- Character Development
I had my misgivings when going into the theater to see Disney’s The Odd Life of Timothy Green. I try to avoid violent movies, which means I review a lot of PGs and, though I have a good time seeing them, they’re not always “fun for all ages” (see my review of Diary of a Wimpy Kid here). My worries were in vain; however, Odd Life is instantly enchanting and I was hooked throughout the entire 100-minute production.
The story centers around a couple, Cindy and Jim Green, who desperately want a child. They try and try, but it’s not to be. Receiving a final “no” from their doctor, they go home devastated. In their grief, the two design the child they want and write down the ideal characteristics: honest to a fault, has Uncle Bob’s sense of humor, is a “glass half-full” person, etc. Then, finally ready to let go, they put all that they’ve written in a box and bury it in the garden.
That night a storm brews. It rains and rains and rains — but only over the Green’s house. And when they awake, there is a mysterious boy in their house. He’s covered in mud and has leaves on his legs. He’s also honest to a fault, has Uncle Bob’s sense of humor, is optimistic… as strange as it seems, there’s no mistake that he’s the dream-child of Cindy and Jim. What follows is a parable of parenthood as we watch Cindy and Jim struggle to do their best with their unexpected arrival.
The acting and character development was excellent. CJ Adams played the lead character with a disarming smile. Though Timothy often got the short end of the stick — he was benched during almost every soccer game and teased at school — he faces every adversary with bright eyes and a look of confident innocence. What’s more, Adams manages to pull this off without portraying Timothy as a goody-two-shoes with no personality. He’s both interesting and relatable.
The other notably awesome child actor is Odeya Rush, who plays the quiet misfit girl interest, Joni. This is the 15-year-old’s first movie, but she pulls it off like a pro. Even though she doesn’t say a lot, we know what sort of person Joni is the minute she rides her bike across the screen; she is the misfit hippie, the older-than-her-years naturalist, the tough girl in the corner.
Jennifer Garner and Joel Edgerton also deserve a kudos for playing Timothy’s parents. They’re the image of good people who want to do what’s right but sometimes fall short. Jim Green is always ready with a “now when I was your age” story, but is too emotional at Timothy’s soccer games. Cindy Green is a loving mother but takes her sister’s snide comments and comparisons of Timothy to her perfect kids too much to heart. The end product is a believable couple who are too hard on themselves.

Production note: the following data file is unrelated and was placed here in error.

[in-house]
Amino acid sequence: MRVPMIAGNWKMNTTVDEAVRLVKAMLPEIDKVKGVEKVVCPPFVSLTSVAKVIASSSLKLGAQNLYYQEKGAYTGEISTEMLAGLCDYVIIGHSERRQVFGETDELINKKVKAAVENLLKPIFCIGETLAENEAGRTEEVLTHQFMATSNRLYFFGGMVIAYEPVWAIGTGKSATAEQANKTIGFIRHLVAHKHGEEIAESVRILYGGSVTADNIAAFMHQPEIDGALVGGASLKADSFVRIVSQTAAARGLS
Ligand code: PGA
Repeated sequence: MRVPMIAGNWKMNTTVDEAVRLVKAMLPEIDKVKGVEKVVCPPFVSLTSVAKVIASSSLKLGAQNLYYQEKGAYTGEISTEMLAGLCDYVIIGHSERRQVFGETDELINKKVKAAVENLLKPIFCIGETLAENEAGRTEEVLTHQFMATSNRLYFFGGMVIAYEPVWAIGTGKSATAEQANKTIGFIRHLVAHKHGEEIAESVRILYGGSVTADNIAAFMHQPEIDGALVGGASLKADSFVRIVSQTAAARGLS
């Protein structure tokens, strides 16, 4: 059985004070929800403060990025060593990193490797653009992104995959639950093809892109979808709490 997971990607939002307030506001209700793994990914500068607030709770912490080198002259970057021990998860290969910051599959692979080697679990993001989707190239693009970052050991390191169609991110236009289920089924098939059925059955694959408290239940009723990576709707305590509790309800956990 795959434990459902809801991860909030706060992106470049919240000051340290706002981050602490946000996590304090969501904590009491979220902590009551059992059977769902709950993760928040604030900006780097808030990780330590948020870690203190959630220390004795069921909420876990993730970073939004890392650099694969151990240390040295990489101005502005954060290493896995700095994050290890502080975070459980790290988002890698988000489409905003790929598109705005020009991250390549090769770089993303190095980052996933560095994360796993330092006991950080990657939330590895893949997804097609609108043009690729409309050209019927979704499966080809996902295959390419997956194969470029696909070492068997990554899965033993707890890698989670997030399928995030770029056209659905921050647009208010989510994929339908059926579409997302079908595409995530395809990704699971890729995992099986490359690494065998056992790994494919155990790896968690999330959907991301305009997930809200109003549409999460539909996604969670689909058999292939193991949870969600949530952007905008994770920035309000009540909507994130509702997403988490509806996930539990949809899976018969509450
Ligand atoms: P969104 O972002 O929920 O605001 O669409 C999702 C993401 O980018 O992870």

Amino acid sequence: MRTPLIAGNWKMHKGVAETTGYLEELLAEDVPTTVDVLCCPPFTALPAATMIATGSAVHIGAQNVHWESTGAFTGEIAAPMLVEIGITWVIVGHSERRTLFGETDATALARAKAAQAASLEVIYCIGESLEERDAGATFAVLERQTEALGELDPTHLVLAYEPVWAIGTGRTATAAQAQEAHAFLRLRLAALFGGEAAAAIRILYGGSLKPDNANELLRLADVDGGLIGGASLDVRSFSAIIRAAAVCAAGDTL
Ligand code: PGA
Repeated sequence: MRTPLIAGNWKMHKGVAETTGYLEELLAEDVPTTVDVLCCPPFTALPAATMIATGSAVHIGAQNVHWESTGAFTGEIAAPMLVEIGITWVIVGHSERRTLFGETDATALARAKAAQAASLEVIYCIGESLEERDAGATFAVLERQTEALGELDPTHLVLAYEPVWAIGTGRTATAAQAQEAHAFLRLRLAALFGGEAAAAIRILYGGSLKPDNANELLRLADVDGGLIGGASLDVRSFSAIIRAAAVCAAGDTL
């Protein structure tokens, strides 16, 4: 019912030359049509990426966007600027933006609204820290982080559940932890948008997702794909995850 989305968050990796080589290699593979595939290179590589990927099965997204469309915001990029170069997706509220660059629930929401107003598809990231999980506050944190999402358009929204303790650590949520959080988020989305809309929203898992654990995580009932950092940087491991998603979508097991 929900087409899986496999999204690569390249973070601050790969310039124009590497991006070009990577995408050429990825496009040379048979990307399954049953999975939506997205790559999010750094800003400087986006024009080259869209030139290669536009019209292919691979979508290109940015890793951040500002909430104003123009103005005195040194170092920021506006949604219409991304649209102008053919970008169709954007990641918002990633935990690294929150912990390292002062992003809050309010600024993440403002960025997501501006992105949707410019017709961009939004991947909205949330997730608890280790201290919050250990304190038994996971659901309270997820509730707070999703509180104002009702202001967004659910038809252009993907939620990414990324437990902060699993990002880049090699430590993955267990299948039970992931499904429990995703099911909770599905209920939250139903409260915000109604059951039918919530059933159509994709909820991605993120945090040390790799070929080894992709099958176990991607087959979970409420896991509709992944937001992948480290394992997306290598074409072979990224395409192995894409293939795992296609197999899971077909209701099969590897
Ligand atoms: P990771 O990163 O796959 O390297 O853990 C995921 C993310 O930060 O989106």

Usually I don’t get emotional at movies. Well, except scary movies, but that emotion’s just fear and it doesn’t last any further than a few minutes past the movie’s end. But I have a feeling this one will stick with me a while. It was sweet, and it was sad, and it was funny. And all the emotion felt real. Whether it was the awkward “what do we do?” panic of finding a mysterious child in your house, the mortification of wondering if your son’s about to do something embarrassing, or the sorrow of knowing nothing can last forever, the audience feels it right along with the characters.
The Scenery and Setting
The Disney touch is definitely present throughout this movie. Whether it’s an image of colorful fall leaves or rain glistening off fresh-tilled garden soil, it’s clear the Greens live in a pretty place. The house itself is an old, many-roomed home right from a fairytale. I’m in love with everything visual about this film, be it Joni’s bright outfits or the green foresty wonderland that serves as Timothy’s favorite place.
The story takes place in Stanleyville, the “Pencil Capital of the World”, where their local soccer team goes by “The Erasers.” Mrs. Green works in the Pencil Museum, telling the history of the town and its pencils. Mr. Green works in a pencil factory. There are awesome factory shots of bright yellow pencils rolling down an assembly line and of big tubs of red eraser ends. It’s a quaint town full of old houses and cookie-cutter families. Basically, I want to live there.
Stray Plot Points
There was a lot going on that could’ve been explored but wasn’t. For instance, there were layoffs at the pencil factory and trouble in Mrs. Green’s workplace that was all glossed over; what was supposed to be a major climactic moment was brushed away in a single scene. The movie would have felt more fulfilling if they’d either left out the extra details completely or explored them more thoroughly. As is, we get glimpses of things that could be interesting — a relationship with Timothy’s great aunt and uncle, a workplace conflict, intolerant classmates — but no juicy details.
This isn’t really a bad thing, but something I feel should be mentioned. While it’s rated PG and has no sex or violence and very little bad language, the film may still fly over the heads of youngsters, depending on their age. For instance, some might not be able to comprehend the issue of the couple not being able to have a child and their sadness. The movie focuses mostly on the parents who are having grown-up concerns over their odd son, rather than the odd son himself, though there are plenty of fun and fantastical elements. I’d say ages 8 and up is the ideal for this film.
Overall Score: 4 out of 5
Igive this one four stars. It’s imaginative and magical and the actors portray their characters beautifully. The only fault is some elements don’t get explored to their full potential, which distracts from the main story. My verdict: See it in theaters and then buy the DVD.
‘The Odd Life of Timothy Green’ Movie Trailer